One of the features that I was most interested in was the network audio. I have a very large collection of high-quality MP3's that I ripped from my CD collection, and I wanted to be able to play those directly from the receiver without adding a separate component. I have been using a Slim Networks player for years now, and it does a great job of streaming audio, but it doesn't have an on-screen menu. I have a 60" Sony TV, and I like to be able to see what I am doing without having to walk over to the stereo cabinet and peer at the very small text on the Slim player. The 4306 does have an on-screen display for the network audio, and the responsiveness of the display is acceptable. Not fast by any measure, but enough not to drive me crazy. What was disappointing is that do access my MP3 collection I needed to install Windows Media Player 11 and load my entire collection into it, then set the "share library" feature. I still haven't managed to get that to work right, and I was really hoping that I could just point the 4306 to my network drive, but it is not to be. If I ever get the collection online I'll be happy, but I may just forgo that functionality and get a separate product to handle it (hopefully one that doesn't require me to run a Windows box all the time).
Overall, though, I couldn't be happier with the 4306. More than enough power to shake the house while maintaining crystal-clear sound. Remember that all the HDMI inputs in the world doesn't matter a bit if the sound is muddy. Skip the Yamaha and Pioneer and try this one out.
Pros HDMI switching and upconversion from component and other sources
Cons Primitive on-screen display and menu navigation
Summary I have not yet had an opportunity to put this receiver through its paces, as I just finished setting it up and doing some basic testing. I was eager to post at least a limited review to be sure people know that the HDMI problems that some other users have complained about are not present on my unit. I have a high-definition DVR from Dish Network, and I have it connected via HDMI to the receiver, and the receiver connects to my home theather projector via HDMI. No problems to report.
Setup is slightly clumsy due to a primitive menu and navigation process, but the manual has a good schematic to show the flow of the menu options, along with page references for details on each feature set accessed through the menu.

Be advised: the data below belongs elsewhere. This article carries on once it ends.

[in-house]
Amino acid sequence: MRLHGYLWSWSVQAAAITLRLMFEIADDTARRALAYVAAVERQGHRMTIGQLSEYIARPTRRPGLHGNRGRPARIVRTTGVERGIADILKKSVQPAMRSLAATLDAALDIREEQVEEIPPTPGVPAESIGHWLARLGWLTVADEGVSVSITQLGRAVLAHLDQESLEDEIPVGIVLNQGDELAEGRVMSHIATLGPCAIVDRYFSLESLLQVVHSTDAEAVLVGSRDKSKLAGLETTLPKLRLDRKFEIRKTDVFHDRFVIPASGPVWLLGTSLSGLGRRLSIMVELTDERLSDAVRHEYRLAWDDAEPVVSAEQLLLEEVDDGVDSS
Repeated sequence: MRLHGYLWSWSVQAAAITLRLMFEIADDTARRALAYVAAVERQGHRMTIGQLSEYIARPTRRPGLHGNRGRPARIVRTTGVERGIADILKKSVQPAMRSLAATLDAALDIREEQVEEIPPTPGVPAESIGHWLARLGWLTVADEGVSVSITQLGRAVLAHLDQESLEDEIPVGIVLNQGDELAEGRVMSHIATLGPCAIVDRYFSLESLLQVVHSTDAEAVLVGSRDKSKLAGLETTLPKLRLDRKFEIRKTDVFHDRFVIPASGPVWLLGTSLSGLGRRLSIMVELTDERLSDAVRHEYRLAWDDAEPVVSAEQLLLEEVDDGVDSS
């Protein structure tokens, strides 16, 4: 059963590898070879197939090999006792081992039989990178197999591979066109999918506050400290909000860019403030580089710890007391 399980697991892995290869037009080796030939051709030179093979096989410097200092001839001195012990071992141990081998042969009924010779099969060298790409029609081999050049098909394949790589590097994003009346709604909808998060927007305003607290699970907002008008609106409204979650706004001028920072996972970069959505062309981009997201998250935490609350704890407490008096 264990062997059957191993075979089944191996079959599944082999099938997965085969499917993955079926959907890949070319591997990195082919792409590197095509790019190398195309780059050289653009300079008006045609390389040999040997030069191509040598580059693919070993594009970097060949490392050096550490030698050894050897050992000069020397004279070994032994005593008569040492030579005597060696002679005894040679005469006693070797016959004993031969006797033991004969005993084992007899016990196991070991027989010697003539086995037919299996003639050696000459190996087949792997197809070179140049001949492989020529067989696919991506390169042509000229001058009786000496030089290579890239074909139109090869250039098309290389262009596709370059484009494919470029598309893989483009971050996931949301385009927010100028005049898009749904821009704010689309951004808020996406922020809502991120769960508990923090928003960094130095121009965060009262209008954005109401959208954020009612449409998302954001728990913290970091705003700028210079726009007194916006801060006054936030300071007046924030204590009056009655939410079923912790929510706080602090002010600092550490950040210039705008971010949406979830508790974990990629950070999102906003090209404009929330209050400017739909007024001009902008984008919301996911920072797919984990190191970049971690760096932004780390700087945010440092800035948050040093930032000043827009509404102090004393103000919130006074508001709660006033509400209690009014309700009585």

HDMI on-screen display is far from seamless, since any video signal one is watching gets abruptly interrupted and the on-screen display from the receiver shows up instead. Since this process interrupts the flow of data to the video monitor, it can take a few seconds for the monitor to detect and lock onto the new signal for the on-screen display from the receiver to show up and for the video content to return when done with the receiver's menu functions. But I am happy to have HDMI switching and upcoversion, and I could not really expect the receiver to do a semi-opaque overlay of its menu.
One consumer reviewer lamented in his review the fact that there is no line level output suitable for connecting wireless headphones. This is not completely true. First, there is a headpone jack, of course. And while on the back of the receiver there is no line level output that says "Plug in wireless headphones here," I quickly found a workaround for my own wireless headphones: the secondary zone output can be used for sending any audio source--including the one playing in the primary zone--to that line-level output. Problem solved. I did discover, though, that HDMI audio would not get passed along this way, so I had to plug in a secondary set of analog left and right audio cables from my high-def satellite DVR to the receiver and then send that input through to the zone into which I had connected my wireless headphone transmitter.
The remote control would be tough to see in bright lighting, but many will not have a problem, since this sort of receiver is likely to be installed in dedicated theater rooms in many instances, where lighting is controlled.
I look forward to getting better acquainted with this beast of a receiver in the weeks ahead.
"SIMPLY SUPERB!"on by mukhta
Pros AWESOME CONNECTIVITY AND EXCELLENT AUDIOPHILE SOUND QUALITY
Cons UNFRIENDLY MANUAL, IPOD CONNECTOR CABLE NOT INCLUDED,SPEAKER POSTS NEED IMPROVEMENT
Summary This is a fantastic A/V receiver.
Sound quality is on par with my denon 5800 (used in another location).
My set up for the 4306 is as follows:
dvd: denon 3910
display: samsung hp-s5053
speakers: definitive technology mythos4 (fronts) mythos 3(center), mythos gems (rears), mythos super cube 2 (subwoofer)
digital cable receiver.
zone 2 : speakercraft mt1 (in wall)
In all aspects sound quality is superb.This set up has a sweeter tonal balance than systems costing much more.
You will not be dissapointed with the 4306.
I have not had any "HDMI" issues in 3 months of use.
Go ahead and put this on your :"Must have before I die list!!"